Flag Officers Senior Officers Junior Officers
Shoulder insignia Vietnam People's Navy Admiral.jpg Vietnam People's Navy Vice Admiral.jpg Vietnam People's Navy Rear Admiral.jpg Vietnam People's Navy Commodorel.jpg Vietnam People's Navy Senior Commander.jpg Vietnam People's Navy Commander.jpg Vietnam People's Navy Lieutenant Commander.jpg Vietnam People's Navy Senior Lieutenant.jpg Vietnam People's Navy Lieutenant.jpg Vietnam People's Navy SubLieutenant.jpg Vietnam People's Navy Ensign.jpg
Collar insignia Vietnam People's Navy general rank lapel.jpg Vietnam People's Navy general rank lapel.jpg Vietnam People's Navy general rank lapel.jpg Vietnam People's Navy Commander rank lapel.png Vietnam People's Navy Commander rank lapel.png Vietnam People's Navy Commander rank lapel.png Vietnam People's Navy Commander rank lapel.png Vietnam People's Navy Commander rank lapel.png Vietnam People's Navy Commander rank lapel.png Vietnam People's Navy Commander rank lapel.png Vietnam People's Navy Commander rank lapel.png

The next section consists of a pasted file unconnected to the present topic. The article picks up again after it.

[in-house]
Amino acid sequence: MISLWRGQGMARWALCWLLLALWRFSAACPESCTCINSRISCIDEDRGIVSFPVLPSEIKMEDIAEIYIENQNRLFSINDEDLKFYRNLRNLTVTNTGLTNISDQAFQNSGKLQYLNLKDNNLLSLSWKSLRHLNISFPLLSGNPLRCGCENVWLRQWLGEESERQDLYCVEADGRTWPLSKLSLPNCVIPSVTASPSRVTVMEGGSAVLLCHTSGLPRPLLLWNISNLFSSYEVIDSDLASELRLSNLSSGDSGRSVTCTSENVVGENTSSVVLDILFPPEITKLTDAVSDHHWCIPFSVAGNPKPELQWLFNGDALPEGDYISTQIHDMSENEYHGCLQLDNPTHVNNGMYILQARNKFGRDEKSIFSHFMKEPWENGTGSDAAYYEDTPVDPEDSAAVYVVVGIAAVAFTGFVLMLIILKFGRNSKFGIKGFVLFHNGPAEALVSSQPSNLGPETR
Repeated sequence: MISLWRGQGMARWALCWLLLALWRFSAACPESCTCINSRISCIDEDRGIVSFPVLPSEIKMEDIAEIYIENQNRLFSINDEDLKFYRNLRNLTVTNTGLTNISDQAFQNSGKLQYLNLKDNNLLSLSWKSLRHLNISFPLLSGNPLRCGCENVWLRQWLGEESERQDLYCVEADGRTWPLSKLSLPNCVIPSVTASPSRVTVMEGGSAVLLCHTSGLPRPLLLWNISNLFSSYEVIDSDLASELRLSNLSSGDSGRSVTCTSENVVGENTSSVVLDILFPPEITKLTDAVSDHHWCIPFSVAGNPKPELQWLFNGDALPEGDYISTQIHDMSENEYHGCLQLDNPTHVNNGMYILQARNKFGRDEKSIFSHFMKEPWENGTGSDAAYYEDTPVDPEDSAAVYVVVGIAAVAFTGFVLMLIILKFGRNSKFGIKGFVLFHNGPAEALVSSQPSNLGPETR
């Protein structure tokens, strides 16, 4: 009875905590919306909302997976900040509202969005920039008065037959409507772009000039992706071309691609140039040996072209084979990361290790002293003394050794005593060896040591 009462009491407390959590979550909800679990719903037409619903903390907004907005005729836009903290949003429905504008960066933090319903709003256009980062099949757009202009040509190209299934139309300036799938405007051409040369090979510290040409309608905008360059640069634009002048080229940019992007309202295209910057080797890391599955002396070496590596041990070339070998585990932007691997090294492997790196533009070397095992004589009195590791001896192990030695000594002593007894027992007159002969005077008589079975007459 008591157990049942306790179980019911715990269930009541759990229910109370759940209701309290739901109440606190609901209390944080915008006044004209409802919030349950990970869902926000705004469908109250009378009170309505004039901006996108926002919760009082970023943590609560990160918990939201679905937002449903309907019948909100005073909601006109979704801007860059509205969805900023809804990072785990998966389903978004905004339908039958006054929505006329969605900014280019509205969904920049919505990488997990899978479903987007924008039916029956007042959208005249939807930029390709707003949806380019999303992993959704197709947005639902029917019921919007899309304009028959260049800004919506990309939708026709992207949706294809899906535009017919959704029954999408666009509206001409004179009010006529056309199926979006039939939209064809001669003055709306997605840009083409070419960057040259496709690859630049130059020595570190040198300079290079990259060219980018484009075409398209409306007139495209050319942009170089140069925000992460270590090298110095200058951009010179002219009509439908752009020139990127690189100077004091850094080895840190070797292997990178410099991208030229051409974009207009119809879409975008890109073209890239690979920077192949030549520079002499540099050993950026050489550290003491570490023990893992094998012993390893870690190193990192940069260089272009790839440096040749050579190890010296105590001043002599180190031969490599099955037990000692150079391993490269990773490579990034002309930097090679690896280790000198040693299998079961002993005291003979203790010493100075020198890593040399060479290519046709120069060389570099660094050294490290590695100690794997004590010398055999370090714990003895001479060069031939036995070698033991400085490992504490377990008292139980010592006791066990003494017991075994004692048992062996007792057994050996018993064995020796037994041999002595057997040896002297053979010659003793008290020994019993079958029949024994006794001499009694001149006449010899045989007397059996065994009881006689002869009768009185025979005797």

Sleeve insignia
Đô đốc Phó Đô đốc Chuẩn Đô đốc Đại tá Thượng tá Trung tá Thiếu tá Đại úy Thượng úy Trung úy Thiếu úy
Admiral Vice Admiral Rear Admiral Commodore Captain Commander Lt.Commander Senior Lieutenant Lieutenant Sub-lieutenant Ensign
Naval cadet NCOs Seamen
Vietnam People's Navy student officer.jpg Vietnam People's Navy Sergeant major.png Vietnam People's Navy Sergeant.png Vietnam People's Navy Corporal.png Vietnam People's Navy private first class.png Vietnam People's Navy Private second class.png
Học viên Sĩ quan Thượng sĩ Trung sĩ Hạ sĩ Binh nhất Binh nhì